Former gambling boat newest vessel sunk off Delaware coast.


The  Department of Natural Resources and Environmental Control sunk the Texas Star, originally outfitted as a floating casino, at a reef site 16.5 miles offshore of the Delaware coast at a depth of 86 feet.

Built in 1977 on a multi-purpose supply ship hull, the Texas Star was last worked as a commercial scallop catcher/processor vessel. It sunk into an ocean floor fish habitat that’s part of DNREC’s artificial reef program.

The area is relatively barren of features that can become fish habitat. Further offshore is an area that is being considered for future offshore wind projects that could also become marine life habitat around the turbine towers.

The sinking marked the reef program’s third deployment of a vessel in the last three years. The retired menhaden ship John S. Dempster Jr. was sunk on the Del-Jersey-Land Reef 26 miles off Indian River Inlet in early 2021, while a former Navy and later Army freighter and supply ship renamed Reedville when it too became a menhaden ship, was sunk onto Reef Site No. 11, known as Redbird Reef, in August 2020. All of them went down after the 2018 sinking of the retired Lewes-Cape May, N.J. ferry Twin Capes onto the Del-Jersey-Land Reef, second only to Reef Site No. 11 as a popular recreational fishing destination.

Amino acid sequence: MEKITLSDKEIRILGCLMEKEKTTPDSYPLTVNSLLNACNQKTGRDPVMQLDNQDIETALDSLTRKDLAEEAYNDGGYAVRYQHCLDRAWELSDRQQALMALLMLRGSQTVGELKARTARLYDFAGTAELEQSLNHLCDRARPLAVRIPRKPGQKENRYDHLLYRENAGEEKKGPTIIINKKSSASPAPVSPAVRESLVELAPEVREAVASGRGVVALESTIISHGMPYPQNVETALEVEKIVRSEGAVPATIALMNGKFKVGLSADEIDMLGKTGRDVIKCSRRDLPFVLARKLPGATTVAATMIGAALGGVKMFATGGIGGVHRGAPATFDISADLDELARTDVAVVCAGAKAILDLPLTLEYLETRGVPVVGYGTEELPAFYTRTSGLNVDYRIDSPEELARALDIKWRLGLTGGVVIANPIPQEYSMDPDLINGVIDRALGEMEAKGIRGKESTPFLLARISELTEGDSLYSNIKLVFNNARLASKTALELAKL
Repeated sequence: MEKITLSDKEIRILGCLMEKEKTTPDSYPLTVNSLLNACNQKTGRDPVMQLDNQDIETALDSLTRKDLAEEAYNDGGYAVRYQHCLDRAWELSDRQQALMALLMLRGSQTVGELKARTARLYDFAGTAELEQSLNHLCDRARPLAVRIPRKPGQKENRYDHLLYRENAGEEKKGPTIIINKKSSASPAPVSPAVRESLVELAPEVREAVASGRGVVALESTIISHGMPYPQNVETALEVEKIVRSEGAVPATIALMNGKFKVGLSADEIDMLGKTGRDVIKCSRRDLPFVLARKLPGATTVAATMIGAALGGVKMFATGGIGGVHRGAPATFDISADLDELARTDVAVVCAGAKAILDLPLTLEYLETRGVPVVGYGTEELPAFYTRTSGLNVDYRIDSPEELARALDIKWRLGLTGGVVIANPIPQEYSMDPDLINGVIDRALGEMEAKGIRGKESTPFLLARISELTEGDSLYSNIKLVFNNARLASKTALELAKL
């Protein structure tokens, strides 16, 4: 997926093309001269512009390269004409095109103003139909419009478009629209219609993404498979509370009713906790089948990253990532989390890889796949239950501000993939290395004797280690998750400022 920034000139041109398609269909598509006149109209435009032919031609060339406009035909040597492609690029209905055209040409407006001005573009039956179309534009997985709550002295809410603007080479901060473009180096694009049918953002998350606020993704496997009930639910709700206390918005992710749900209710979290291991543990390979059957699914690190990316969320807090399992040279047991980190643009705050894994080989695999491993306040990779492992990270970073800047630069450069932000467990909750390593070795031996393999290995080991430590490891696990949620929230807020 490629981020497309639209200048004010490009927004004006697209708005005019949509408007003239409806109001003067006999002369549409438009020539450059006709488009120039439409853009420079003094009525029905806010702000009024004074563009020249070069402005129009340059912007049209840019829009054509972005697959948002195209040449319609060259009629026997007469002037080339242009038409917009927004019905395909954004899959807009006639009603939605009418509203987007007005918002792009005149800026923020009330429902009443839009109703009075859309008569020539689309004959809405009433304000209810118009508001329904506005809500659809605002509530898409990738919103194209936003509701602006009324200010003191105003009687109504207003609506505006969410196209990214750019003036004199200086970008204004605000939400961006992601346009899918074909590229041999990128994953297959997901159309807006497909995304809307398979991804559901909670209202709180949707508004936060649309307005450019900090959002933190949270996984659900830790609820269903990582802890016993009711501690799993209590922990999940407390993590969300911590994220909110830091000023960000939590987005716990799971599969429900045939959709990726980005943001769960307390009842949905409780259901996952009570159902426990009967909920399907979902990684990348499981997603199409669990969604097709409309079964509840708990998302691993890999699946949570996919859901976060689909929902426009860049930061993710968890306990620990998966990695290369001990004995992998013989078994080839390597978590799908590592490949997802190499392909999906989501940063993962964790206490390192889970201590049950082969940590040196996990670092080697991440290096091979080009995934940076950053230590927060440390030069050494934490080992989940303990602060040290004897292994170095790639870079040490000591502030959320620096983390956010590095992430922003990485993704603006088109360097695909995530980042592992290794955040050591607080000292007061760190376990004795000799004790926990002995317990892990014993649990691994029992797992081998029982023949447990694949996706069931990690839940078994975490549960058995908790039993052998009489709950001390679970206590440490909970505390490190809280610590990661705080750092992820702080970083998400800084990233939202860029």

The Texas Star’s sinking was carried out by Norfolk, Va.-based marine contractor Coleen Marine, which has handled numerous reef deployments over the DNREC reef program’s existence at many of Delaware’s 14 permitted artificial reef sites.


The Texas Star joins the Dempster, the Reedville, Shearwater, Gregory S. Poole, and Atlantic Mist as former commercial fishing ships now residing on Delaware artificial reef sites. Shearwater, Poole and Atlantic Mist, which also saw service as military vessels, are all part of the Del-Jersey-Land Reef, which is roughly equidistant from ports of departure.

The Reedville was the first fishing vessel to be placed on Redbird Reef, so known because much of its structure consists of 714 retired New York City “Redbird” subway cars. Covering 1.3 square miles of ocean floor, other Redbird Reef structures include a 215-foot-long Chesapeake Bay cruise ship, 86 tanks and armored vehicles, eight tugboats, a fishing trawler, and two barges.

Also residing on Delaware’s artificial reefs is the longest ship ever reefed on the East Coast, the 585-foot destroyer ex-USS Arthur W. Radford, which was sunk in 2011 on Del-Jersey-Land Reef. The reefs are also home to more than 1,350 retired New York City subway cars that have helped comprise the reef system over the last two decades, including the site where Texas Star was sunk.

More information about Delaware’s artificial reef program can be found at